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From "Knut Anders Hatlen (JIRA)" <j...@apache.org>
Subject [jira] Commented: (DERBY-2911) Implement a buffer manager using java.util.concurrent classes
Date Wed, 19 Sep 2007 13:00:51 GMT

    [ https://issues.apache.org/jira/browse/DERBY-2911?page=com.atlassian.jira.plugin.system.issuetabpanels:comment-tabpanel#action_12528750

Knut Anders Hatlen commented on DERBY-2911:

Some thoughts about replacement algorithm and synchronization:

In the old cache manager, one basically had a global synchronization lock that every user
of the cache needed to obtain before entering the manager. One advantage of that approach
is that there can't be deadlocks as long as there's only one lock. With the more fine-grained
synchronization in the new buffer manager, one need to be careful not to introduce the risk
of deadlocks.

The current implementation of ConcurrentCache should not be deadlock prone, since each thread
never has locked more than one entry in the cache. When the replacement algorithm is implemented
it will be more complex, as there will be other data structures that we need to lock.

Take for instance insertion of a new item into the cache. Then we at least need to synchronize
on (A) the entry to insert, (B) the clock data structure, and (C) the entry to evict from
the cache. In a previous comment, I mentioned that it is OK to lock two entries if the first
one is about to be inserted and the second one is already in the cache, so locking C while
holding the lock on A is OK. But allowing C to be locked while holding the lock on both A
and B, would be problematic. If someone calls CacheManager.remove(), we first need to lock
the entry that is about to be removed, and then lock the clock data structure to actually
remove the entry. This would mean that we obtain the synchronization locks in the order C->B,
which could potentially lead to deadlocks if the insertion of entries had the lock order A->B->C.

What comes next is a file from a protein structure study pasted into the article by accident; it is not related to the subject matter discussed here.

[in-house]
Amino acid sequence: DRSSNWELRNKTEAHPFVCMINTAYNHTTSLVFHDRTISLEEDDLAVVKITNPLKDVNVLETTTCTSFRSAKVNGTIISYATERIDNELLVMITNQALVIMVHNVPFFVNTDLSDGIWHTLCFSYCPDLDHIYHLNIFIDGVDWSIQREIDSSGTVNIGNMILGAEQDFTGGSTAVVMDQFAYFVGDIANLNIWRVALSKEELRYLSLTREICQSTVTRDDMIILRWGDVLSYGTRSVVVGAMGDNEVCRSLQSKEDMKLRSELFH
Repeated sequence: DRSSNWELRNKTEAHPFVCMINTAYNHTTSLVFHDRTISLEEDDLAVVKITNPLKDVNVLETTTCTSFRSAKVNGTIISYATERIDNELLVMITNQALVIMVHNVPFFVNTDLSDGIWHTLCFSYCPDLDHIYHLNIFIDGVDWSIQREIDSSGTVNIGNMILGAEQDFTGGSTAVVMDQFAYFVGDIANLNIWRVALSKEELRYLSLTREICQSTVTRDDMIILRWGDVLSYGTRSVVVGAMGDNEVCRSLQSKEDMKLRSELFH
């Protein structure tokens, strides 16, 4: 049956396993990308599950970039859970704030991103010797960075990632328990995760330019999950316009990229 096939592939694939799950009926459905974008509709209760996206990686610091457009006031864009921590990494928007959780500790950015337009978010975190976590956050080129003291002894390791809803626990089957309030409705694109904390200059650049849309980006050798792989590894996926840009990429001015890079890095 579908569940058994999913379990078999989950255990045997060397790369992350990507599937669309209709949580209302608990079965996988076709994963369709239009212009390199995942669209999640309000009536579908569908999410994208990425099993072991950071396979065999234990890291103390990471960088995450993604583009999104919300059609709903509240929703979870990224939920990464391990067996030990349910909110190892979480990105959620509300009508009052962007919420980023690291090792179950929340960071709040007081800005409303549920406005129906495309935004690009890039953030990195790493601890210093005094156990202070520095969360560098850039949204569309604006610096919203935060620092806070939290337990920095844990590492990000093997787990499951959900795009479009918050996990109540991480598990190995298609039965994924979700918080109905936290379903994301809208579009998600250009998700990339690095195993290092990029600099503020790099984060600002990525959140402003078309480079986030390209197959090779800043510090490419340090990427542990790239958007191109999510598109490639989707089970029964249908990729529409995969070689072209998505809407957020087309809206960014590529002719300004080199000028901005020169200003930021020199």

To solve this, I think we would have to break up the A->B->C lock chain somehow. What
comes to mind, is that we could unlock B before we lock C, and then reobtain the lock on B
after we have locked C. That would leave an open window for others to modify the relationship
between B and C for a short while, so we would have to revalidate that what we thought we
knew is still true.

So instead of doing this

lock A (entry to insert)
-->lock B (clock)
---->fetch C (entry to evict) from B
---->lock C
------>reuse Cacheable from C in A
------>remove C from B
------>unlock C
---->insert A into B
---->unlock B
-->unlock A

we could do this

lock A (entry to insert)
-->lock B (clock)
---->fetch C (entry to evict)
---->unlock B
-->lock C
---->validate that no one else evicted C after we unlocked B (otherwise retry the preceding
---->reuse Cacheable from C in A
---->lock B
------>remove C from B
------>unlock B
---->unlock C
-->unlock A

This way we break down the A->B->C locking into the sequences A->B and by A->C->B,
none of which conflict with the B->C locking required by CacheFactory.remove().

> Implement a buffer manager using java.util.concurrent classes
> -------------------------------------------------------------
>                 Key: DERBY-2911
>                 URL: https://issues.apache.org/jira/browse/DERBY-2911
>             Project: Derby
>          Issue Type: Improvement
>          Components: Performance, Services
>    Affects Versions:
>            Reporter: Knut Anders Hatlen
>            Assignee: Knut Anders Hatlen
>            Priority: Minor
>         Attachments: d2911-1.diff, d2911-1.stat, d2911-2.diff, d2911-3.diff, d2911-4.diff,
d2911-entry-javadoc.diff, d2911-unused.diff, d2911-unused.stat, d2911perf.java
> There are indications that the buffer manager is a bottleneck for some types of multi-user
load. For instance, Anders Morken wrote this in a comment on DERBY-1704: "With a separate
table and index for each thread (to remove latch contention and lock waits from the equation)
we (...) found that org.apache.derby.impl.services.cache.Clock.find()/release() caused about
5 times more contention than the synchronization in LockSet.lockObject() and LockSet.unlock().
That might be an indicator of where to apply the next push".
> It would be interesting to see the scalability and performance of a buffer manager which
exploits the concurrency utilities added in Java SE 5.

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